As of this shot, I have not yet wired it.  Nor have I installed the analog components (power supply, heater drivers, pullup resistors, filter capacitors, etc...).  It is also missing the connector for the extruder stepper motor. 

As I described in my previous post, my motor control design is based on Adafruit's Motor Shield V2.3.  For my prototype... well... I'm using their shield, pilfered from one of my older robots. This fantastic design employs an NXP PCA9865 16 channel 12 bit PWM controller, intended to drive LEDs, but instead to  driving a pair of dual Mosfet H bridge TB6612FNG motor drivers.

The Library for this Shield works with the Teensy 3.1 just fine. (It is just I2C after all).

Ok... I'm off to wire this up... wish me luck.
 





 



Thursday, 18 December 2014

Teensy 3.1 Repstrap printer with DC motor control and Flex Timer Quadrature Encoders


As I re-engage my 3D Repscrap printer project,  I have decided to replace the two 8bit AVR based  Arduino pro minis running at 16Mhz with a single  Teensy 3.132bit ARM core M0 based board running at 96Mhz.   The Teensy is significantly faster, more powerful, and still only $20USD.


I was considerably influenced to change my direction based on this incredibly detailed Blog over at Freescale Nikki  Verriddagari, a Freescale developer, managed to replace the typical Arduino Mega2560 seen in most Reprap style printers with the Teensy 3.1 inside of 3-4 weeks, as a side project.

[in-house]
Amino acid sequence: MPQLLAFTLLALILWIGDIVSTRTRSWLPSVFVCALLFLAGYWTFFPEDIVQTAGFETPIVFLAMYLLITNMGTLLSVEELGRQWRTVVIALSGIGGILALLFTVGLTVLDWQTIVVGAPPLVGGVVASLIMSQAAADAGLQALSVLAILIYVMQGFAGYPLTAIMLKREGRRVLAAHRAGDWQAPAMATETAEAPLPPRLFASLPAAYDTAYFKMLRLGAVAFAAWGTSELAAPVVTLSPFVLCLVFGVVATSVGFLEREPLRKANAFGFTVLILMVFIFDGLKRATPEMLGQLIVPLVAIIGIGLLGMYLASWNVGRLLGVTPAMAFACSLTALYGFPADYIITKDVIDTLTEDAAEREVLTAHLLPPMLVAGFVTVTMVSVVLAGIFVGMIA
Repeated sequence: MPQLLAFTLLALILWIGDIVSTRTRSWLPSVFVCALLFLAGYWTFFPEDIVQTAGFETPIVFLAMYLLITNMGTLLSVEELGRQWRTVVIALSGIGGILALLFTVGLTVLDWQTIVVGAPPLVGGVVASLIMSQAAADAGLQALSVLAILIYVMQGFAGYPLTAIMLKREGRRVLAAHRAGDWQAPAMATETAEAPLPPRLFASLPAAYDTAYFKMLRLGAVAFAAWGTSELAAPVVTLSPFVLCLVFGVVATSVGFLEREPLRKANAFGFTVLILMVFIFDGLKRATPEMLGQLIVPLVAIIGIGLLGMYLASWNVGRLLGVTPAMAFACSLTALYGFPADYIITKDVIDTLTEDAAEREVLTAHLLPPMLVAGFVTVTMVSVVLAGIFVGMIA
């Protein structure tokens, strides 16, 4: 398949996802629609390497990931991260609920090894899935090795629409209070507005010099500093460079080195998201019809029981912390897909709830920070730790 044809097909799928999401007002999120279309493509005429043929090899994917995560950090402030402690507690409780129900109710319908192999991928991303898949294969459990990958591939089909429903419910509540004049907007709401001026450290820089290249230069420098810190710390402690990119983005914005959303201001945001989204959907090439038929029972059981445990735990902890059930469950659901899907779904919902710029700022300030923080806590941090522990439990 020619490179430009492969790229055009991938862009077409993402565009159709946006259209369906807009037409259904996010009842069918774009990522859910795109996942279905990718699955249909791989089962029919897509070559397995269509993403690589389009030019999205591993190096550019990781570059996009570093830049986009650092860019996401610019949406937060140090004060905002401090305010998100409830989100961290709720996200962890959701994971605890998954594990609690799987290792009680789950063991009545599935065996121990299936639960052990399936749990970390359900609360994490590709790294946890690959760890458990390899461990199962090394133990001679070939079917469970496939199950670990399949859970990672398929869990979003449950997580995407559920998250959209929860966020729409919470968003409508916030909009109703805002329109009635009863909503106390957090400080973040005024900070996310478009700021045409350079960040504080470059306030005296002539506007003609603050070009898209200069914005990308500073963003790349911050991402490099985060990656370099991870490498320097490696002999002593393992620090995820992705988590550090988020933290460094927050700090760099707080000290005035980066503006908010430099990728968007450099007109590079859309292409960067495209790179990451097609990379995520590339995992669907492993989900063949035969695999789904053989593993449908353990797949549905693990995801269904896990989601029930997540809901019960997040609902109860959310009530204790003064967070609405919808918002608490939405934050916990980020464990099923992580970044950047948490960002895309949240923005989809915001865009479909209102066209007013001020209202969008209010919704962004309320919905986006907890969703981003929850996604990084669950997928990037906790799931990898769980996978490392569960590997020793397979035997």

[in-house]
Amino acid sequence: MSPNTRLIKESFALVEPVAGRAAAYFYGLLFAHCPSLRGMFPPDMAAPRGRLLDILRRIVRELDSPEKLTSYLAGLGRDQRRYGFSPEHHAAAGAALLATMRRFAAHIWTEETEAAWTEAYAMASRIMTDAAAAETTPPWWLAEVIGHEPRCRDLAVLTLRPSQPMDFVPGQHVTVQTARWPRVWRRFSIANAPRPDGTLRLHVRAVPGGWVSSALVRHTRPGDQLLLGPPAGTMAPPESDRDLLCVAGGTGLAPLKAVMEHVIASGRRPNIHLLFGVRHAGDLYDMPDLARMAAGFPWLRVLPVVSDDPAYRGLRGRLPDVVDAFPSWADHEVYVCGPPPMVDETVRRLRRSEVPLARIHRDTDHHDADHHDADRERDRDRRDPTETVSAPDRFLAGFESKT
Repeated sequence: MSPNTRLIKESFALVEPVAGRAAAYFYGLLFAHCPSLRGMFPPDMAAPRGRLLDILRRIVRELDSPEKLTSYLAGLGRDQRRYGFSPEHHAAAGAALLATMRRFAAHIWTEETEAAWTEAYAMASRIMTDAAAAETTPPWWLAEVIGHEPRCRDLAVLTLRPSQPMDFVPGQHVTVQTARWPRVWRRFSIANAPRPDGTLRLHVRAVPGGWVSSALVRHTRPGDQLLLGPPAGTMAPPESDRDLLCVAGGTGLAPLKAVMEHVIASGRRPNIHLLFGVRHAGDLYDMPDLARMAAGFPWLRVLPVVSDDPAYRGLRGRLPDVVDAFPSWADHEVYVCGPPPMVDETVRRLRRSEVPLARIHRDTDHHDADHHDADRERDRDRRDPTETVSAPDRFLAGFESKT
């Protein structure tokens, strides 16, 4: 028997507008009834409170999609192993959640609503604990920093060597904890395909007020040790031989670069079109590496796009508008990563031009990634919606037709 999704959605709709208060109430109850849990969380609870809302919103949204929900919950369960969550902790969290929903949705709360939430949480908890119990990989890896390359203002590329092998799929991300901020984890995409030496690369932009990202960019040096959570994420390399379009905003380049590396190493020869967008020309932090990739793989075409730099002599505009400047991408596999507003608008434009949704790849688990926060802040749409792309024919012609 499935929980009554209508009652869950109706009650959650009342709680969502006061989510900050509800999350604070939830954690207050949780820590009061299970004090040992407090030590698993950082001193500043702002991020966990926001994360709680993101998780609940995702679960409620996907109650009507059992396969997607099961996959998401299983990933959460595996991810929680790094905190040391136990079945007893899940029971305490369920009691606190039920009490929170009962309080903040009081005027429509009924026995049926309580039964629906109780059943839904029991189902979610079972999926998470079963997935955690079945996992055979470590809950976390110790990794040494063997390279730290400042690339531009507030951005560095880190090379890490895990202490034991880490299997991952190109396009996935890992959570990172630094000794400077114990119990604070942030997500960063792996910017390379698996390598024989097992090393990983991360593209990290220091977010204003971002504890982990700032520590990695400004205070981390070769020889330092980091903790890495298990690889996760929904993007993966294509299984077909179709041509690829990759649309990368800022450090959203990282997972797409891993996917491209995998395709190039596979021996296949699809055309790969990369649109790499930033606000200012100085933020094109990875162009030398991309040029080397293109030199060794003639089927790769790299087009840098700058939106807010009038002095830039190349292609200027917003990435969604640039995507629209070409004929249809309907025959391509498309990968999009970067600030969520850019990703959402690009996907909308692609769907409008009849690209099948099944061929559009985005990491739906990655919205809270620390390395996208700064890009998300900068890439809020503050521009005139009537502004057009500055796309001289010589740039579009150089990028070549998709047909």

Both the Teensy and Reprap communities rallied to assist Nikki through a few difficult spots, and huge kudos to the developer of the Teensy 3.1, Paul Stoffregen, for working on the Teacup code with Nikki and getting it debugged and working!



 
The Freescale MK20DX256VLH7 processor used on the Teensy has two hardware based Quadrature Decoder modules built in. There is a good appnote on how to use them at Freescale. 
"The FlexTimer is a complex, general-purpose timer module that also possesses special features dedicated to a motor control application"

While perusing the Teensy 3.1 developer's site, I came across a forum article where Trudy Benjamin had created a library to use these FTM to read two quadrature encoders.   This looked like as good as anything for a starting point.



I'm using her QuadDecode library for the X and Y axis, and have decided to manage both Z-Axis encoders through hardware interrupts. My thoughts being that the Z-Axis travel is both minimal and predictable. I believe (I've been wrong before!) that Z-Axis movement is conducted typically after a horizontal layer of X/Y is completed.  However!!!  This does not preclude error correction in the Z-Axis PIDs. If something were to bump the extruder or a collision occurred that caused the Z-Axis to change, the PID would try to correct, and the interrupts must be responsive enough to handle this. Running at 96Mhz, I'm confident enough to give this a good shot.

My Design Concept:

I'm basing my requirements loosely on the RAMPS/Mega design, but for DC motors and quadrature encoders.